Kobe Bryant Closing in on Michael Jordan: the Air Apparent

Nikil RamanathanCorrespondent IMay 28, 2008




“If that’s the last image of Michael Jordan… How magnificent is it?”




I still remember Bob Costas’ words as I watched Jordan sink the shot to give the Bulls their sixth title in eight years.


At the time, I was still learning much about the evolving game of basketball, but even then, I could see that I had witnessed something remarkable, something extraordinary, and something unprecedented.


Jordan possessed a combination of talent and skill that I feared I might never see again. Fortunately, that is not so, for there is one player who holds the same gift that Jordan did in his prime. The man they call Kobe.


Kobe Bryant possesses many of the gifts in which Michael Jordan was blessed with. Both have the uncanny ability to score at any moment, both are superior defenders and tremendous leaders, and both have mid-range jumpers that they could sink in a moments notice.


Surely, Bryant is not yet at Jordan’s level, but he is quickly approaching it.


On offense, Bryant is comparable to Jordan. He has the best range of any shooter I have ever seen. His jumper is lethal and his ball handling is superior to that of most point guards. As far as his ability to get to the line, he is, by far, the best in the league.


Like Jordan, when Bryant’s jumper isn’t working, he can drive or draw the foul. In fact, he is arguably a better free throw shooter than MJ ever was. However, when it comes to taking it to the hole, he still isn’t at the point where Jordan was. Jordan took it to the basket stronger than anybody, but Bryant is still improving, and once he gets to the rim, he finishes with authority.


On the defensive side of the ball, it is much of the same. Michael Jordan, although recognized for his offensive play, was a tremendous defender. He was a member of the NBA all defensive first team an astonishing nine times.


Kobe Bryant, with many years left in him, has made the first team six times and the second team twice. He is known around the league as one of the top perimeter defenders, though his defense is not quite as superb as Jordan’s was. But I see in Bryant that same anticipation and footwork that made Jordan so great. Defensively though, Jordan still has the clear edge.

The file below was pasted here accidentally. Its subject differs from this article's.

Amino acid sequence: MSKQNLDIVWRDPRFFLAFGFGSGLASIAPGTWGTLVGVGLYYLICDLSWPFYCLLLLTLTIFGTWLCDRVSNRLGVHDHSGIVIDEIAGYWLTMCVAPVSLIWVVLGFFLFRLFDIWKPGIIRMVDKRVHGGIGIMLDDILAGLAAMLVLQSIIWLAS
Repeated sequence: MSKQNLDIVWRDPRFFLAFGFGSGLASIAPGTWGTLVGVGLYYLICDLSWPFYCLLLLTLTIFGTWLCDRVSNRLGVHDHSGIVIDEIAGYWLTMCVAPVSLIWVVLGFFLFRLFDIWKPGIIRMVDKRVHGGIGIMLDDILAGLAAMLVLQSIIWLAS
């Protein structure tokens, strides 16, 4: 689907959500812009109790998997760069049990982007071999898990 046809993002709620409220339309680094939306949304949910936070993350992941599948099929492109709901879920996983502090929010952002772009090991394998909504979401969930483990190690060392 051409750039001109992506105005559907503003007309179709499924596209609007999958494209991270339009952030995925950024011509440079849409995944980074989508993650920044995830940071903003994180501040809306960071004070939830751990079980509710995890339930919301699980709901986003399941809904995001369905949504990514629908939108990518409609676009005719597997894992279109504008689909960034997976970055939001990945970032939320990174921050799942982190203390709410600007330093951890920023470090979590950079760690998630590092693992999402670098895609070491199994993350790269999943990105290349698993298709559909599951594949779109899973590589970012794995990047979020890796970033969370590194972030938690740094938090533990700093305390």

Even looking purely at leadership, Bryant seems to be the apparent heir to MJ. Jordan was a great leader during his tenure with Chicago where he won a plethora of awards. Jordan’s leadership was almost as amazing as his play on the court. He was a true team player who learned to coordinate with another Hall of Fame player, Scottie Pippen. Jordan took hold of the Bulls and made them true contenders for a decade. His premiere leadership led everyone to play their individual role on the team. Not once did Jordan place his arrogance above the team. Bryant is slowly, but surely developing these skills.


 After his debacle with Shaquille O’Neal in the early years of the decade, Bryant has now taken over the Los Angeles Lakers and has become the face of the franchise. He is learning to play with his teammates, and because of this, his overall game has risen.


 Bryant has become a mentor for young players like Andrew Bynum and is now the “de facto” leader of the ball club. This leadership is a big reason why the Lakers are having so much success this season.


 What Bryant brings to the game of basketball is unique in its own way. He possesses those same qualities that made Jordan the best player to play the game. He has range that not even Jordan had. He has developed a jump shot that Jordan only crafted by the end of his career. He has the remarkable ability to score whenever he desires.


The truly scary part is that Bryant continues to get better. He is a budding star in his prime, and he's not even 30.


 Kobe Bryant still has a long ways to go before he catches up to Jordan. MJ has won the NBA title six times, league MVP five times, and was an All-Star fourteen times. He has won the scoring title ten times, the NBA finals MVP award six times and has a career scoring average of 30.1 points per game, all of which are NBA records. Bryant still has some work to do on his résumé.


 I remember watching Bryant’s 81-point performance against the Toronto Raptors and being simply dazzled by his array of shots in which he pulled up five feet beyond the arc; he was hitting fadeaways over two defenders, making shots that one wouldn’t sink in video games.


It was the greatest single-game scoring performance I have ever seen and may ever see. That game alone illustrated the profound ability of Kobe Bryant.  It shows that Kobe Bryant is unquestionably the heir to Michael Jordan.


 Today, I reflect upon the great performances of Jordan. But I can live happily knowing that there are more of these feats to come.


 Jordan’s retirement simply signaled the end of his era. Now Bryant symbolizes a new era – an era of greatness. And I can’t wait to watch it unfold.



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